OSCE Parliamentary Assembly Adopts Washington Declaration
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July 5, 2005
Washington DC, 5 July 2005 - At the close of their meeting in Washington D.C. from 1-5 July, more than 260 parliamentarians from 51 OSCE participating States adopted the Washington Declaration focusing on the political, economic and human rights aspects of the central theme of the Session: "30 Years since Helsinki: Challenges Ahead". In addition, several other documents were adopted. On the final day of the Washington Session the Assembly re-elected US Congressman Alcee L. Hastings as its President for another one year term.
The Declaration reiterates the fundamental principles of international law endorsed by the Helsinki Final Act 30 years ago. It includes both political and administrative recommendations to the OSCE, including increasing information exchanges with Afghanistan and Pakistan on trafficking, and upgrading the status of the OSCE's Forum for Security Co-operation. The Assembly also proposed inviting the Palestine National Authority as an observer delegation to the OSCE PA.
In the field of economic affairs, the Assembly noted the potential economic and social root causes of global security threats such as terrorism. It further notes the need to assist development of small entrepreneurship, and in particular to increase the role of women and ethnic minorities in scientific, legal and commercial spheres.
The Declaration recalls the obligation of participating States to allow OSCE observers to monitor their election procedures and urges respect for the Geneva Conventions for all prisoners of war. The Assembly urges participating States to guarantee the individual right of vote to all citizens, and in particular calls upon the US government to grant the residents of Washington, DC equal voting rights in their national legislature, in accordance with OSCE commitments.
The Resolution on the Republic of Moldova emphasizes that any settlement of the conflict of the status of the Transdniestrian region must be acceptable for the entire people of the Republic of Moldova. The resolution further recommends that consideration be given to the Ukrainian proposal to mandate the OSCE to conduct elections in Transdniestria.
The Resolution on Improving Gender Equality in the OSCE calls upon the OSCE to promote the recruitment of women candidates within OSCE bodies, and to improve the culture and working atmosphere in the Organization. On combating anti-Semitism, the Final Document calls for improved information-sharing among participating States, as well as further work to raise awareness on the issue. The Resolution on Terrorism by Suicide Bombers urges recognition that terrorist acts committed by suicide bombers constitute crimes against humanity. The Assembly expresses concern that differing interpretations of 'terrorist' may serve as a basis for expansion of the powers of ruling authorities and restrict the exercise of fundamental freedoms and human rights.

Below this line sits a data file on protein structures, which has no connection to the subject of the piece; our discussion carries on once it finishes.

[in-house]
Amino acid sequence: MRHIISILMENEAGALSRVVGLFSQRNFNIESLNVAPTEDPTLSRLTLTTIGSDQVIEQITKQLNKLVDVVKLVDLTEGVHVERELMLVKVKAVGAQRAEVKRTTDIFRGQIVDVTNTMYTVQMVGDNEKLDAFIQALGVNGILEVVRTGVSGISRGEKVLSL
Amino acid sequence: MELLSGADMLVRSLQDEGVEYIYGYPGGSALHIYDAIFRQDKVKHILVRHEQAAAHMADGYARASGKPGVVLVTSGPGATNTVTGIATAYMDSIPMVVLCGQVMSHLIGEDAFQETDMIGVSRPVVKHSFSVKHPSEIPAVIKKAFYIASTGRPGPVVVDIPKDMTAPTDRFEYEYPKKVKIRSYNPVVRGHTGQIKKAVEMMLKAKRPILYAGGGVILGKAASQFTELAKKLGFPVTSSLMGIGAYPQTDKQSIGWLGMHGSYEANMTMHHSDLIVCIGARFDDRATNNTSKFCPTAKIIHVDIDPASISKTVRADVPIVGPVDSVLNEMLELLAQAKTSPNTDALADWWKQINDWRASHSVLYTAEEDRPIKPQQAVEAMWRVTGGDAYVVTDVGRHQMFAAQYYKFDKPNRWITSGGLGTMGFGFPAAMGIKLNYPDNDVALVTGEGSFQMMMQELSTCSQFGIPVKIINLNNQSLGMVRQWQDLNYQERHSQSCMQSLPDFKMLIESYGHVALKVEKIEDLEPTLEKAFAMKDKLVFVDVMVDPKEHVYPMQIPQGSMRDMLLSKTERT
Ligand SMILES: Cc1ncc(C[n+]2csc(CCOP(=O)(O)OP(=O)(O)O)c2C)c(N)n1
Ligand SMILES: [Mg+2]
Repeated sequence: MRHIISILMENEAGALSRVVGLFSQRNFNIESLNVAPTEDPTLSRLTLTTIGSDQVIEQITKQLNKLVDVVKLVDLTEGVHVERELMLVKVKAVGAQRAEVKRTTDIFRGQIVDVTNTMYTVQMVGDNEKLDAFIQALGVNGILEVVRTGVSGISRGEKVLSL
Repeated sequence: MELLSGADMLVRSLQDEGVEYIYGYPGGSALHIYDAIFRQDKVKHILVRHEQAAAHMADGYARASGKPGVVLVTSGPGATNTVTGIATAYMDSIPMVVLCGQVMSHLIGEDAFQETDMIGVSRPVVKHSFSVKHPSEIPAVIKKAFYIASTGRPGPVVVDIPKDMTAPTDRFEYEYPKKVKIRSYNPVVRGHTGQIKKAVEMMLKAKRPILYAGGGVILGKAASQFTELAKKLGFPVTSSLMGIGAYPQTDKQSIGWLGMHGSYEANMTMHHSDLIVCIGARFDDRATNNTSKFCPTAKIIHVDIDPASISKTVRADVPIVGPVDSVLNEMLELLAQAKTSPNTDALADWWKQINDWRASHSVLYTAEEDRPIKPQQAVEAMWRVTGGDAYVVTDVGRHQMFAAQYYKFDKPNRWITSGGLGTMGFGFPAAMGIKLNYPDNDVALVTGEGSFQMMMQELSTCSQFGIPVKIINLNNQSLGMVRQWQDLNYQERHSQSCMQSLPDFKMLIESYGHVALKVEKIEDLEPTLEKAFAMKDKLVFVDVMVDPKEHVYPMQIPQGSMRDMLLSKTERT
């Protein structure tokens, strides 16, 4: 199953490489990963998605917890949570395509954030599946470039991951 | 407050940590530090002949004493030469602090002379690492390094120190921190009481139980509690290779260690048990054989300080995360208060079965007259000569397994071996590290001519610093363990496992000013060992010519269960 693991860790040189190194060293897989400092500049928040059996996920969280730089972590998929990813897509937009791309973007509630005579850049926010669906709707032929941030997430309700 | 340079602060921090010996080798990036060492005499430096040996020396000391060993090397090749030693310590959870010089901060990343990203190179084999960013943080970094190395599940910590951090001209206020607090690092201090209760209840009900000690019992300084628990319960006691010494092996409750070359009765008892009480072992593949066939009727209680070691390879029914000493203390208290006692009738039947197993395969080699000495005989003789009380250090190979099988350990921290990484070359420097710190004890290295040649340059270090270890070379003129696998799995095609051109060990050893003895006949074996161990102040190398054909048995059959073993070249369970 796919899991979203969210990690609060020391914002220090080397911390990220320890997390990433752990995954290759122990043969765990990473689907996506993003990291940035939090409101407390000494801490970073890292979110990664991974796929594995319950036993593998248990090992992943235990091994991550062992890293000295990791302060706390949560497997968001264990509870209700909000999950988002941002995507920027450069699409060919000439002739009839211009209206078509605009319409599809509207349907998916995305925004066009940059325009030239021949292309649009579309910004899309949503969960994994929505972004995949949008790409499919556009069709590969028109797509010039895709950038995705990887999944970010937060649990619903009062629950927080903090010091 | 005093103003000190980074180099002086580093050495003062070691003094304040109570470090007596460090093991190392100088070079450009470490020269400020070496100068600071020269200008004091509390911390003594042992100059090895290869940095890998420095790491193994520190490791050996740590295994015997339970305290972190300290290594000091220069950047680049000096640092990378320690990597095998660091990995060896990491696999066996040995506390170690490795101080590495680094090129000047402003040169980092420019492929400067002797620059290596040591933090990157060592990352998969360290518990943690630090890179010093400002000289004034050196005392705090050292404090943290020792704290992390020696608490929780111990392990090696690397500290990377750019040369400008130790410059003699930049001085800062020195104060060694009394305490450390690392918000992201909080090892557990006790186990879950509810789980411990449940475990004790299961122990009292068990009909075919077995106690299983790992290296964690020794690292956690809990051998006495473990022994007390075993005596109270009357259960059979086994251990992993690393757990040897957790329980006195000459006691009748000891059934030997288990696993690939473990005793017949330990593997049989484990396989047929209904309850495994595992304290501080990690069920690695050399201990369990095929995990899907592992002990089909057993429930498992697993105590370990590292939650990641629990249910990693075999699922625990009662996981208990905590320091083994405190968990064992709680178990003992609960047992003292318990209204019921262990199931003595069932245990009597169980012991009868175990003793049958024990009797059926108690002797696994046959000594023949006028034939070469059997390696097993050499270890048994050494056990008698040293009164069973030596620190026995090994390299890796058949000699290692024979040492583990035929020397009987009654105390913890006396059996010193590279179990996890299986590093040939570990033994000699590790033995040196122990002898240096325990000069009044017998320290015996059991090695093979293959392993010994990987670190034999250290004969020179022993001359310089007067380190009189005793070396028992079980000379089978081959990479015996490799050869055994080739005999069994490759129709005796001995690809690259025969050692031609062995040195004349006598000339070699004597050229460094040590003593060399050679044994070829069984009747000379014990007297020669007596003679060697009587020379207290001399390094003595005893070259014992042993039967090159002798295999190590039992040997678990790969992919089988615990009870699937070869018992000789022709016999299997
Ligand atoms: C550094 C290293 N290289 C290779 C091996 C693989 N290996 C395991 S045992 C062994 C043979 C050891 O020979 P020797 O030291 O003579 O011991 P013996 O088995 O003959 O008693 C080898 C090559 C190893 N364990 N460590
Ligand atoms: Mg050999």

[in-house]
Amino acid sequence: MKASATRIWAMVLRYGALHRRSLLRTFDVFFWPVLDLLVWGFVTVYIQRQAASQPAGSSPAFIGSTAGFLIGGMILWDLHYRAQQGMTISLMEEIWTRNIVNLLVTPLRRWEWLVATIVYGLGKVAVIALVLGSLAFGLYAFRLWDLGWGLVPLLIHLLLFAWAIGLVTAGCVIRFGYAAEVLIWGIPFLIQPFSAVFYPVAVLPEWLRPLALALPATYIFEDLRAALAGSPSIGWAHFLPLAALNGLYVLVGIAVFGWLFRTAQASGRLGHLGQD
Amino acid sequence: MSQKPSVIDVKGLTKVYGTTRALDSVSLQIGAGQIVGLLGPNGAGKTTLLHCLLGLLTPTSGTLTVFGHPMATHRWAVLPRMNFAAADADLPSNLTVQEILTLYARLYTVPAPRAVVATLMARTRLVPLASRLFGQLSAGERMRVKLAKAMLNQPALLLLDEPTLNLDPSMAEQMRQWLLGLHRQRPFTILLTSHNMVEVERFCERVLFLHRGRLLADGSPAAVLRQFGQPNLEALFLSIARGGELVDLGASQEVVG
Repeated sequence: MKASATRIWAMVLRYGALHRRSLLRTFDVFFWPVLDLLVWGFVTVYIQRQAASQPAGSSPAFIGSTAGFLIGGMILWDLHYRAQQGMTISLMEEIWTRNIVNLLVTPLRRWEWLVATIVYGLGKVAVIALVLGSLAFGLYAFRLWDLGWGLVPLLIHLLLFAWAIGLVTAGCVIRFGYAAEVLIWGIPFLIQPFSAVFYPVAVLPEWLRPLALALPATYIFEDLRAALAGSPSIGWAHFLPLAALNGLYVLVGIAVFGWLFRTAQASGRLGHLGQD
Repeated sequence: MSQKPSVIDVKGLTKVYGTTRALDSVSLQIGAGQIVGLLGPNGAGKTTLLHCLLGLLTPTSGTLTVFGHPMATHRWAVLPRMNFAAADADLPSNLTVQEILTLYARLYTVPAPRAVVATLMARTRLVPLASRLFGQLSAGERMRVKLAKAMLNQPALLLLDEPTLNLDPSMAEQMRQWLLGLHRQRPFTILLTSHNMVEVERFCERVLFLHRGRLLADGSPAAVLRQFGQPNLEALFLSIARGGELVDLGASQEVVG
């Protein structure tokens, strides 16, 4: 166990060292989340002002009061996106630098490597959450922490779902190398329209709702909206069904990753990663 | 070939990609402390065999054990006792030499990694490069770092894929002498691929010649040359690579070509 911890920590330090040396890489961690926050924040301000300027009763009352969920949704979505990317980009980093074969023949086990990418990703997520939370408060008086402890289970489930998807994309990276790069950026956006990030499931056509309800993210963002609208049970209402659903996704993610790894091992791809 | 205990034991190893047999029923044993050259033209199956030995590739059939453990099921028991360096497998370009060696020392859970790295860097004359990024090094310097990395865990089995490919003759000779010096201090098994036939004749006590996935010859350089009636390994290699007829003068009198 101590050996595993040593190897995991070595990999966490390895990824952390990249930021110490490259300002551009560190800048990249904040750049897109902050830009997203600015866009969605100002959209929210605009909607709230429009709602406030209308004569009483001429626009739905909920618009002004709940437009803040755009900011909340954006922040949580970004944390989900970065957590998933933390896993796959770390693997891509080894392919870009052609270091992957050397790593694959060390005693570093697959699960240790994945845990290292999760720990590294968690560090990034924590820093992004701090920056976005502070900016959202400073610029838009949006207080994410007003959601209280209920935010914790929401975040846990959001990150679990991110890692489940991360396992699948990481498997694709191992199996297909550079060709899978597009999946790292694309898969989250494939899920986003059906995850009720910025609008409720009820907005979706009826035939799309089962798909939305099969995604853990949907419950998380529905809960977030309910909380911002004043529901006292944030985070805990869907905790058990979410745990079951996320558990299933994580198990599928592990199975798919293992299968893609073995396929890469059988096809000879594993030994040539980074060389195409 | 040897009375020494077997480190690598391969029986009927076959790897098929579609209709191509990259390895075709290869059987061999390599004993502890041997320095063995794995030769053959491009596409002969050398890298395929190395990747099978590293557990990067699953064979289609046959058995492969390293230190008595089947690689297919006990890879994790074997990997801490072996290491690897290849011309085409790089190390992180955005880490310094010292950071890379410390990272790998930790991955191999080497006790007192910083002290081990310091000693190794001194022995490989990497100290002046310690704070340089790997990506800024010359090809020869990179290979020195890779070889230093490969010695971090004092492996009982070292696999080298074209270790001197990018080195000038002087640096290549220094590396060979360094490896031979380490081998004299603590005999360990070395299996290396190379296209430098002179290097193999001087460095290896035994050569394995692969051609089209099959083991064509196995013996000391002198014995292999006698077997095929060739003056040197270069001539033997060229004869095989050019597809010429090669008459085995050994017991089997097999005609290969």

Regarding efforts of the Assembly in Abkhazia (Georgia), the Assembly urges a strengthening of efforts to engage parties in a meaningful dialogue leading to the substantial progress on key issues of conflict resolution such as political status, comprehensive security guarantees, unconditional and dignified return of refugees and internally displaced persons and economic issues.
The Assembly also urged participating States to offer technical support and military assistance to coastal states to support the fight against piracy in international trade routes and sea lines. The Resolution on the OSCE Mediterranean Dimension urges the OSCE Mediterranean Partner States to work to rescind the trade boycott of the state of Israel, as the Mediterranean Partners begin their accession negotiations with the World Trade Organization. Within the context of fighting against corruption, the Assembly urges parliaments to adopt legislative procedures for waiving parliamentary immunities, and to establish mechanisms for monitoring declarations of income by parliamentarians, ministers, and public servants.
In the Washington Document, the Assembly noted with deep regret that the OSCE Ministerial Council in Sofia did not agree on the proposed decision on "Ensuring that International Forces and Missions Contribute to Preventing and Combating Trafficking in Human Beings", despite the OSCE PA's recommendation to this effect. In the same context, it recommends explicitly prohibiting any purchase of sexual services in the Code of Conduct for OSCE Mission members. Similarly, it urges combating the root causes of trafficking in human beings through improving school and career training opportunities for those threatened by trafficking.
Regarding electoral standards, the Assembly suggests that international organizations consider the need for elaborating additional election-related commitments, supplementing and enriching existing ones, and urges that the OSCE provide adequate funding to the OSCE Office for Democratic Institutions and Human Rights to support its missions and responsibilities.
Amongst other items on current issues, the Washington Document includes recommendations on continued work towards combating trafficking in small arms and light weapons, as well as effective implementation of anti-money laundering legislation.